Less comfortable still for us is the title, Mother of God. It presents too close a parallel to God the Father. It has come about as a Latin translation of a Greek word used of Mary since the early part of the 3rd century, the word theotókos. This can be translated into English as the one who gave birth to God, and it is as awkward to translate elegantly into Latin as into English—hence the paraphrase, mother of God. It expresses the great paradox, the great mystery, that Mary gave birth to a baby who was creator of the universe, the source of all that exists. In giving her this title, Greek-speaking Christians were intending more than anything else to honour the Son who was born, and Catholics are very careful to make the point that Mary is the mother of the Son of God only in his humanity. But even here, in Scripture, Elizabeth in the prophetic power of the Holy Spirit, says:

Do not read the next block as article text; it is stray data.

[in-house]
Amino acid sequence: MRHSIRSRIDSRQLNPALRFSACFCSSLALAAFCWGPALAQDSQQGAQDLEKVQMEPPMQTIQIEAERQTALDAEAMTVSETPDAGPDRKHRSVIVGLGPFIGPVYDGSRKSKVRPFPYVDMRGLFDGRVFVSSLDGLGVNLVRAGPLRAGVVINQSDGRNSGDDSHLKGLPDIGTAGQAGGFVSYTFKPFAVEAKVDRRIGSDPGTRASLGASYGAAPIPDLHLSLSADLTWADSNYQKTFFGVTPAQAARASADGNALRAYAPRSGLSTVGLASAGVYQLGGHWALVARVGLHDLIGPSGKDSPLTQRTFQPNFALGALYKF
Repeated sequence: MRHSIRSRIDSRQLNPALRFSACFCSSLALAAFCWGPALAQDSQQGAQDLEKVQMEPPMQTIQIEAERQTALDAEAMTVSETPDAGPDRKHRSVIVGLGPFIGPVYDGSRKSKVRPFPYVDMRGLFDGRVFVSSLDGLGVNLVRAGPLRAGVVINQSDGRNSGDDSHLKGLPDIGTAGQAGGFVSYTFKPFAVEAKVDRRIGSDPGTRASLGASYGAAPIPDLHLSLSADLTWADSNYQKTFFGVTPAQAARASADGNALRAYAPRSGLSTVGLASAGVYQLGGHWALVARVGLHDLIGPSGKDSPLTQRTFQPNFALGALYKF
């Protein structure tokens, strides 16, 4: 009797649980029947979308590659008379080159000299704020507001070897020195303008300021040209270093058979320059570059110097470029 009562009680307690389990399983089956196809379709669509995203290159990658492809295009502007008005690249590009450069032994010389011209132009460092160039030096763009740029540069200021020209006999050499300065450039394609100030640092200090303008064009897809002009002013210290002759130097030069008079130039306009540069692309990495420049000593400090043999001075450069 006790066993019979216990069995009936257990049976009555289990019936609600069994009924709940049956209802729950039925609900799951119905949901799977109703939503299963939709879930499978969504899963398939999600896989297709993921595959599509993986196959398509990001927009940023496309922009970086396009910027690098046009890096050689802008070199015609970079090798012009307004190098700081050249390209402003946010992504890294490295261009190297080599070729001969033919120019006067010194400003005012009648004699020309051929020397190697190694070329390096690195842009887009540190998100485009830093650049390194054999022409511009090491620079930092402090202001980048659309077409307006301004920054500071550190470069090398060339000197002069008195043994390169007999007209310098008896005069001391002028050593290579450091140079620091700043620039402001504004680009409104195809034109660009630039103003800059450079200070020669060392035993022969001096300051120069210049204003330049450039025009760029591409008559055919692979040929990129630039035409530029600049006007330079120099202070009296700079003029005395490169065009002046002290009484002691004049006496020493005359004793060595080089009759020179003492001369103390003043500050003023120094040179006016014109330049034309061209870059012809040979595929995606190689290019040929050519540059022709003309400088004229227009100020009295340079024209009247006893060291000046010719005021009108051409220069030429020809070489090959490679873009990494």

“How does this happen to me, that the mother of my Lord should come to me?”

At this point I want to clarify where I’m going. Mary is one of the central figures in the Christmas story; after Jesus himself she is the central figure. In the list of key biblical characters I mentioned earlier, Abraham, Moses, David, John the Baptist, Peter and Paul—and Mary, if anyone wanted to place Mary at the top of that list, I would have no particular quarrel with them. We agree fully with Catholics on the divine conception and virgin birth of Christ. While we don’t place the same emphasis on the unique blessedness of Mary, and we shy away from the title, mother of God, even after we’ve had it explained to us, both have their basis in Scripture. But there is a point beyond which we cannot go.

I want to make clear that in what follows, I am not attacking the Catholic Church; I want to see our Lord’s prayer answered, and a deeper sharing together of our common faith in Jesus. In recent years there has been a growing unity in the whole body of Christ, and this is not something that has been organized by the various churches, it’s a work of the Holy Spirit. This is the season of peace and good will, as we celebrate Christ’s coming into the world. But where we do disagree, it is good if we can understand one another.